Popular publications of the 19th century thus contained the germs of what would become the cinematic M. A fascinatingly foreign object, i.e. a mummy or mummy-like artifact, had become associated with bad luck and malevolence—the result of disturbing the dead of an exotic foreign land. Yet it wasn’t a painted mummy case or an ominous, formless ill will that would become the face of a horror icon.

The two threads—the Egyptian Gothic literature of the Victorians and the newspaper tales of formless curses—didn’t intertwine until the discovery of Tutankhamun’s tomb in 1922. The discovery triggered a fresh craze in Britain and America for all things Egyptian. Journalistic accounts combined a number of unfortunate incidents in the expedition and subsequent events to create a tale of a pharaoh’s curse, and public interest sped it on. For the first time, a real-life mummy’s curse has not only a name attached to it, but hints of a personality and a life lived: King Tut, the boy-king, deceased under mysterious circumstances.

And now there was one final element: cheap mass media. Cinema reached a far greater cross-section of the English-speaking world than the magazine stories of the 1860s or the newspaper rumors of the 1910s. The romance of the Gothic stories, the bad-luck mystic powers of the newspaper stories, and the hard details of the Tutankhamun discovery combined to give cinema a new monster: Boris Karloff as Imhotep in 1932’s The Mummy.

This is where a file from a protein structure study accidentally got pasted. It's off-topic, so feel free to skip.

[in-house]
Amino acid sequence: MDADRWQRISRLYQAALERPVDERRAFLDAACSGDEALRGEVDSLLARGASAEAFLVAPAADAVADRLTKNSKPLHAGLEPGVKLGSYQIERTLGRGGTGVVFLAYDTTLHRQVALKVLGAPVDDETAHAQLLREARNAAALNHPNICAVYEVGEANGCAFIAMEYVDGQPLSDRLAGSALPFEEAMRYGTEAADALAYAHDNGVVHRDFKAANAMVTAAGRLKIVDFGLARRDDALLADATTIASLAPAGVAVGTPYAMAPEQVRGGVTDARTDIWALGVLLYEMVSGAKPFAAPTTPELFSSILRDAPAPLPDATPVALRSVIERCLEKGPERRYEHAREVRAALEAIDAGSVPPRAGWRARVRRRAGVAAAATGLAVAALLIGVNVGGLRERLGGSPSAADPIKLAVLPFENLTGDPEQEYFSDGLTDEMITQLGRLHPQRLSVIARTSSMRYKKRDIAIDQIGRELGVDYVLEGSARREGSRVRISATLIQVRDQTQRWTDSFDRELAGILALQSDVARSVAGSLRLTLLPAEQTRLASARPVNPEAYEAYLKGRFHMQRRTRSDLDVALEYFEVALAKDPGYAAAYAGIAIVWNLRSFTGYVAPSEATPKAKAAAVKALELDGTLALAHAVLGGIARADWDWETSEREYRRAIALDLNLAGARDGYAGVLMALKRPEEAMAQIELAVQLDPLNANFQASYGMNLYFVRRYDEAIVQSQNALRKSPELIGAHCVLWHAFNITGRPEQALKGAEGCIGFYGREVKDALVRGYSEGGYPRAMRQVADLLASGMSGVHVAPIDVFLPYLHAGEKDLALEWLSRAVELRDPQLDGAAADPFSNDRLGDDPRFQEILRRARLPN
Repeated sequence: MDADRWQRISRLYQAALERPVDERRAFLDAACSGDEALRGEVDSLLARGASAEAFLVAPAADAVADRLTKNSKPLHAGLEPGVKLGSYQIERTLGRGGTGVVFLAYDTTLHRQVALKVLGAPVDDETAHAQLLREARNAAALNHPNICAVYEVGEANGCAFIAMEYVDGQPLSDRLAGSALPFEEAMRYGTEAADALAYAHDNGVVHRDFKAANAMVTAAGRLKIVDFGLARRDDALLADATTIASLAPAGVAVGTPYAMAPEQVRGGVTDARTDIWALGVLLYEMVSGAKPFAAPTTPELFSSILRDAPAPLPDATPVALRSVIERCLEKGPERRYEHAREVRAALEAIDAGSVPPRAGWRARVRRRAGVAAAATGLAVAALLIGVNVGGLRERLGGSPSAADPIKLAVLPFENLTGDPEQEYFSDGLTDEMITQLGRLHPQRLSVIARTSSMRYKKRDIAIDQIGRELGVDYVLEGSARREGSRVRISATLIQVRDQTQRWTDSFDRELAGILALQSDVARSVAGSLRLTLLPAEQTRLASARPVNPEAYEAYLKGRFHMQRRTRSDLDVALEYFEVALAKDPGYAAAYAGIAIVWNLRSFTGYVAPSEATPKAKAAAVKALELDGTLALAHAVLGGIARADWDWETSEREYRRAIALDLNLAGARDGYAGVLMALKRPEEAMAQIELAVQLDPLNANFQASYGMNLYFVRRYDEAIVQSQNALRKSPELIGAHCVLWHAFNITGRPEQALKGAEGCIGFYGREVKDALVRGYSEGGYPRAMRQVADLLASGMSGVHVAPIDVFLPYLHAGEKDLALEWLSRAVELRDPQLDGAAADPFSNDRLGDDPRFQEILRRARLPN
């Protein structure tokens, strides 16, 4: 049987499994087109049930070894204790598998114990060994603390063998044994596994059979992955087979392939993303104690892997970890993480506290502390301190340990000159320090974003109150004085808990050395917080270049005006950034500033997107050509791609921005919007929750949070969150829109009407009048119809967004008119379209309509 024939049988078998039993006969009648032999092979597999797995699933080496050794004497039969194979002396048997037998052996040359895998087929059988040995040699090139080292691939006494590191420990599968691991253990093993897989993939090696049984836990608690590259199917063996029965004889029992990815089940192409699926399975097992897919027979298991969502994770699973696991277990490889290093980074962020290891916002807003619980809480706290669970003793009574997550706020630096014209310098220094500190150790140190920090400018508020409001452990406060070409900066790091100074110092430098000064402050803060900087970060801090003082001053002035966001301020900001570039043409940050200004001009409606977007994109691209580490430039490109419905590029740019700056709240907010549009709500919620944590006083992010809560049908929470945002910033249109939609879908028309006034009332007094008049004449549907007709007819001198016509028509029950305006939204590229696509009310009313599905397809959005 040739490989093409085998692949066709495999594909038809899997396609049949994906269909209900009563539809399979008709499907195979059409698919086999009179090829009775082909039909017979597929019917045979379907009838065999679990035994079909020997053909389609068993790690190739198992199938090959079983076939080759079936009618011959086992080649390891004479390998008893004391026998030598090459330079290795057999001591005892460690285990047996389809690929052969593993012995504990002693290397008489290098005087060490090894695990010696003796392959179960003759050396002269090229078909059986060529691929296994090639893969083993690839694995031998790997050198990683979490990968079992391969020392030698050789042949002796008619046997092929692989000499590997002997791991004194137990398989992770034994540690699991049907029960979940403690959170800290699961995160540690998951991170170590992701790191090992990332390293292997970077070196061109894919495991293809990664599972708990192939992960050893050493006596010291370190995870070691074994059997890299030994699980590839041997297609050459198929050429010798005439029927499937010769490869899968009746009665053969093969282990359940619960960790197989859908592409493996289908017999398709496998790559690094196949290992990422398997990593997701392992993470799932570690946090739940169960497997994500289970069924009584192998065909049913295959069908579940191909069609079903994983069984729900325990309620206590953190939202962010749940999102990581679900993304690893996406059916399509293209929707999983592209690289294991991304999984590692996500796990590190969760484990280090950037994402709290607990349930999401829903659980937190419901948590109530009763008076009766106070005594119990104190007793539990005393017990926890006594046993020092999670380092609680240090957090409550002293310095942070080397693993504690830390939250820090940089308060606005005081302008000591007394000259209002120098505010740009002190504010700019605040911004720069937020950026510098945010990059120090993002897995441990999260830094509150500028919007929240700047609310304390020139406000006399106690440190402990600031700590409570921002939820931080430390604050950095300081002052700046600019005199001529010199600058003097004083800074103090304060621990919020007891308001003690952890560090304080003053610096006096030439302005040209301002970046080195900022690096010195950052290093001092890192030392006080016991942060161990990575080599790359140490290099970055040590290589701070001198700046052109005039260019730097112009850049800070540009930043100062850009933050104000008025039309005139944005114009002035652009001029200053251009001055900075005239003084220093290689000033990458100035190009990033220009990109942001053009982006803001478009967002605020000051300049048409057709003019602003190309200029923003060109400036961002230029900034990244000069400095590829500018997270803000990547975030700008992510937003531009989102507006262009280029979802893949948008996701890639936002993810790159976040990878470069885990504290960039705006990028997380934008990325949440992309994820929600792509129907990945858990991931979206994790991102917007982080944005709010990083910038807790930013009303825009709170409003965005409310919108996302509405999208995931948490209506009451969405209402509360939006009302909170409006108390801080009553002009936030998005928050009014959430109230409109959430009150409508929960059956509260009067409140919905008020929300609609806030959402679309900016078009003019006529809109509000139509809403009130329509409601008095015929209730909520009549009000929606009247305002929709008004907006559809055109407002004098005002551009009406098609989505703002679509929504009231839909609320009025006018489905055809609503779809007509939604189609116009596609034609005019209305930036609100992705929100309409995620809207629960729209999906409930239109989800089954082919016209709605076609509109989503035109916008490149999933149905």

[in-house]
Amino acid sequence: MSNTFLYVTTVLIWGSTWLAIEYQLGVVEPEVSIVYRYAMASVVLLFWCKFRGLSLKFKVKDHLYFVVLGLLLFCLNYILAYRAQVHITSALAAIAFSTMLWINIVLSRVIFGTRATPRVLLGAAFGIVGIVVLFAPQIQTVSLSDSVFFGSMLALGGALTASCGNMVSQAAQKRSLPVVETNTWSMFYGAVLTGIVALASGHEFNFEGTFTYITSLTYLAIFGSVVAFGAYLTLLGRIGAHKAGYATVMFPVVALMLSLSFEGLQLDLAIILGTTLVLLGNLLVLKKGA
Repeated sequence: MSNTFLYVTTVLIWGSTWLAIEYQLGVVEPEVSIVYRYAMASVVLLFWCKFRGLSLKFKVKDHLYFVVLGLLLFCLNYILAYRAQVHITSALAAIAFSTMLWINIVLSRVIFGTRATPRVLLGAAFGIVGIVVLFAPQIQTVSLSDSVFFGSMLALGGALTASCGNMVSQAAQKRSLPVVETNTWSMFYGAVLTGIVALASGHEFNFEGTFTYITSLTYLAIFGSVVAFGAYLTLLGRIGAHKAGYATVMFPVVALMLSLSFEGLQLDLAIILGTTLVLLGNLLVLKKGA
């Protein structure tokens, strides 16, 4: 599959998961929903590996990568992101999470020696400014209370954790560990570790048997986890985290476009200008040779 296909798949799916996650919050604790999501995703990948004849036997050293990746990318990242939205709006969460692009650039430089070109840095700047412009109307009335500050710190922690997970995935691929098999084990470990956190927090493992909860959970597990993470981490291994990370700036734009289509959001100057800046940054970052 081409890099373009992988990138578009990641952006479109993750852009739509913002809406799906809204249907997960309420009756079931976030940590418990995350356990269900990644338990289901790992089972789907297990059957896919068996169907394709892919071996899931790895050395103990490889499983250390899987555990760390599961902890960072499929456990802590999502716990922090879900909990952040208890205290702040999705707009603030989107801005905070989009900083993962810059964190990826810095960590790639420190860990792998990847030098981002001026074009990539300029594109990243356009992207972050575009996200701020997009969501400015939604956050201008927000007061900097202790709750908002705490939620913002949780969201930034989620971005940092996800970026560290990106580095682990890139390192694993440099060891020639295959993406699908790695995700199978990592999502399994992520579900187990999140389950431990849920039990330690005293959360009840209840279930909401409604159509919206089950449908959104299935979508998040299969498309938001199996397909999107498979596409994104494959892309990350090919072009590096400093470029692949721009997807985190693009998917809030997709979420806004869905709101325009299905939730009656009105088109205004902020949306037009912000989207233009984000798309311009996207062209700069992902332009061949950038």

Thus, the Mummy is something of an incongruity. While sharing superficial traits with Frankenstein and Dracula—a creature brought back to unnatural life, sometimes depicted leeching life from others to fuel himself—our modern conception of the Mummy springs not from a longstanding folkloric tradition but from press gossip and a superficial interest in the foreign and mysterious, the inheritance of an imperial past. Frankenstein taps our fear of the dead, Dracula fear of the leech and violation, the Wolf Man fear of the ravenous animal. In 1932, the Mummy represented not a primal fear, but a blend of xenophobia and exoticism.

But though the Mummy began as a figure of foreign evil, he wouldn’t stay that way. Cinema was about to give him a whole new identity of his own.